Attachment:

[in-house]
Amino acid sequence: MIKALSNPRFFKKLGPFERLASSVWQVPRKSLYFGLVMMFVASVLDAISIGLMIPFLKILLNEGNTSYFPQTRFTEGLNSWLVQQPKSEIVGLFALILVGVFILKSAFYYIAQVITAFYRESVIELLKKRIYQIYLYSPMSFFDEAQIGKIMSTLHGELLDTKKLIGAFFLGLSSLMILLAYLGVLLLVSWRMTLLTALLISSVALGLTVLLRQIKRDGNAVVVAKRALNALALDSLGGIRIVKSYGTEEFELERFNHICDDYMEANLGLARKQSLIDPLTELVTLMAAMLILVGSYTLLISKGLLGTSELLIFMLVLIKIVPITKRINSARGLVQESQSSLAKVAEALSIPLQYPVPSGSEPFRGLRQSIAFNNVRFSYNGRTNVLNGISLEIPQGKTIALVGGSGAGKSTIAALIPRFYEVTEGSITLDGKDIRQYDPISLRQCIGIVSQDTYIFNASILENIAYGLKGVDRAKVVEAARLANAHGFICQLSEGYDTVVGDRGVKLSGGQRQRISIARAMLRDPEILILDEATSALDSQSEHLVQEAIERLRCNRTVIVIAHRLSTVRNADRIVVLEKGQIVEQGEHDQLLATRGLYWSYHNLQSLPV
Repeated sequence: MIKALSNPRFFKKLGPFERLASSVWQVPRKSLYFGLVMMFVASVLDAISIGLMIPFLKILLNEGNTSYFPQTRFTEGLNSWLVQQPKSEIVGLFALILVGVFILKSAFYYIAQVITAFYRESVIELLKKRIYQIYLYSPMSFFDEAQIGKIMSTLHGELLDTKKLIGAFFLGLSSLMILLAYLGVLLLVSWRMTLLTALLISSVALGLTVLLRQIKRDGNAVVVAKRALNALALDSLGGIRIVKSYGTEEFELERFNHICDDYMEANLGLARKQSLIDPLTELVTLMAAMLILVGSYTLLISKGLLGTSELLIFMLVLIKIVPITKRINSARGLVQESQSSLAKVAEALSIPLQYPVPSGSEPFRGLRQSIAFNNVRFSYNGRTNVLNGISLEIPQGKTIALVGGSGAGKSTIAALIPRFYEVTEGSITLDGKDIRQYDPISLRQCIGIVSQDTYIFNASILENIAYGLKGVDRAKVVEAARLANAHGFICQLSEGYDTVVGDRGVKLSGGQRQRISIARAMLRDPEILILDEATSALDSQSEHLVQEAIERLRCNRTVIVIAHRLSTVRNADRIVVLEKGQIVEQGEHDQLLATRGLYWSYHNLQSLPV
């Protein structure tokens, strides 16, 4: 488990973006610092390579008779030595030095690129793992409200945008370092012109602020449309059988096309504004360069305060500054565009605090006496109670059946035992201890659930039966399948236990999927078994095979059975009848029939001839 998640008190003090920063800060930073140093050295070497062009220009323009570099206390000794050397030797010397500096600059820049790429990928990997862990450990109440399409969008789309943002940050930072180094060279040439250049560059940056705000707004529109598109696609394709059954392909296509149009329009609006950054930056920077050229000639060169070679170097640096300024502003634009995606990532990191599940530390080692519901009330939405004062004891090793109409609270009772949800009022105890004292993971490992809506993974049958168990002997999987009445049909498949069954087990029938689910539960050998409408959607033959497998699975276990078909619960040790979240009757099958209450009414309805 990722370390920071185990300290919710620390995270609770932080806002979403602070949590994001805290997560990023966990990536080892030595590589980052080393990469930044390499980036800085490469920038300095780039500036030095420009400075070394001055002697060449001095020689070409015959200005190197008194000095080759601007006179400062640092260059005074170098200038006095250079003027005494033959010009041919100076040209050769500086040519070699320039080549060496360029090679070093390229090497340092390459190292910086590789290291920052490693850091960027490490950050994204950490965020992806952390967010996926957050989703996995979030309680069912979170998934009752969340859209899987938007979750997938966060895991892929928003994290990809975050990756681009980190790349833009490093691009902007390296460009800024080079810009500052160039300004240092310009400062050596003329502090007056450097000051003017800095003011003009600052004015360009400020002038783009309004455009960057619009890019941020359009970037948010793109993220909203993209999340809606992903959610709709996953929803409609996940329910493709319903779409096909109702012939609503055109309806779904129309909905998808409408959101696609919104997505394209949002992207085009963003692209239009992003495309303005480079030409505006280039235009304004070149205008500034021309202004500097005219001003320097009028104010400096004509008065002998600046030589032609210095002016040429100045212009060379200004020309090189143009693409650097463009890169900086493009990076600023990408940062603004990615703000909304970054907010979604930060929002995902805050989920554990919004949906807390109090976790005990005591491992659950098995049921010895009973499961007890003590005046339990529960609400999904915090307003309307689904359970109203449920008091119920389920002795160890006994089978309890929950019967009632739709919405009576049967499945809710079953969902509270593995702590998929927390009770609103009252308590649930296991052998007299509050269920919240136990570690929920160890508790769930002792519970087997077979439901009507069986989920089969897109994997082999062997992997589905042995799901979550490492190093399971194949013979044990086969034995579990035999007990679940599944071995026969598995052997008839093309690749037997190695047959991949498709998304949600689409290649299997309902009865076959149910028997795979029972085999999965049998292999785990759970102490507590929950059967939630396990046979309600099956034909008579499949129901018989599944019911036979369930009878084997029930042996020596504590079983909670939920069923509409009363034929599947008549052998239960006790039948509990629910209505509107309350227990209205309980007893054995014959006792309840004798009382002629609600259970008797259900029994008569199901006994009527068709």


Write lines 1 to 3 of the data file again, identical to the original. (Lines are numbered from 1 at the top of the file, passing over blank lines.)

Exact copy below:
[in-house]
Amino acid sequence: MIKALSNPRFFKKLGPFERLASSVWQVPRKSLYFGLVMMFVASVLDAISIGLMIPFLKILLNEGNTSYFPQTRFTEGLNSWLVQQPKSEIVGLFALILVGVFILKSAFYYIAQVITAFYRESVIELLKKRIYQIYLYSPMSFFDEAQIGKIMSTLHGELLDTKKLIGAFFLGLSSLMILLAYLGVLLLVSWRMTLLTALLISSVALGLTVLLRQIKRDGNAVVVAKRALNALALDSLGGIRIVKSYGTEEFELERFNHICDDYMEANLGLARKQSLIDPLTELVTLMAAMLILVGSYTLLISKGLLGTSELLIFMLVLIKIVPITKRINSARGLVQESQSSLAKVAEALSIPLQYPVPSGSEPFRGLRQSIAFNNVRFSYNGRTNVLNGISLEIPQGKTIALVGGSGAGKSTIAALIPRFYEVTEGSITLDGKDIRQYDPISLRQCIGIVSQDTYIFNASILENIAYGLKGVDRAKVVEAARLANAHGFICQLSEGYDTVVGDRGVKLSGGQRQRISIARAMLRDPEILILDEATSALDSQSEHLVQEAIERLRCNRTVIVIAHRLSTVRNADRIVVLEKGQIVEQGEHDQLLATRGLYWSYHNLQSLPV
Repeated sequence: MIKALSNPRFFKKLGPFERLASSVWQVPRKSLYFGLVMMFVASVLDAISIGLMIPFLKILLNEGNTSYFPQTRFTEGLNSWLVQQPKSEIVGLFALILVGVFILKSAFYYIAQVITAFYRESVIELLKKRIYQIYLYSPMSFFDEAQIGKIMSTLHGELLDTKKLIGAFFLGLSSLMILLAYLGVLLLVSWRMTLLTALLISSVALGLTVLLRQIKRDGNAVVVAKRALNALALDSLGGIRIVKSYGTEEFELERFNHICDDYMEANLGLARKQSLIDPLTELVTLMAAMLILVGSYTLLISKGLLGTSELLIFMLVLIKIVPITKRINSARGLVQESQSSLAKVAEALSIPLQYPVPSGSEPFRGLRQSIAFNNVRFSYNGRTNVLNGISLEIPQGKTIALVGGSGAGKSTIAALIPRFYEVTEGSITLDGKDIRQYDPISLRQCIGIVSQDTYIFNASILENIAYGLKGVDRAKVVEAARLANAHGFICQLSEGYDTVVGDRGVKLSGGQRQRISIARAMLRDPEILILDEATSALDSQSEHLVQEAIERLRCNRTVIVIAHRLSTVRNADRIVVLEKGQIVEQGEHDQLLATRGLYWSYHNLQSLPV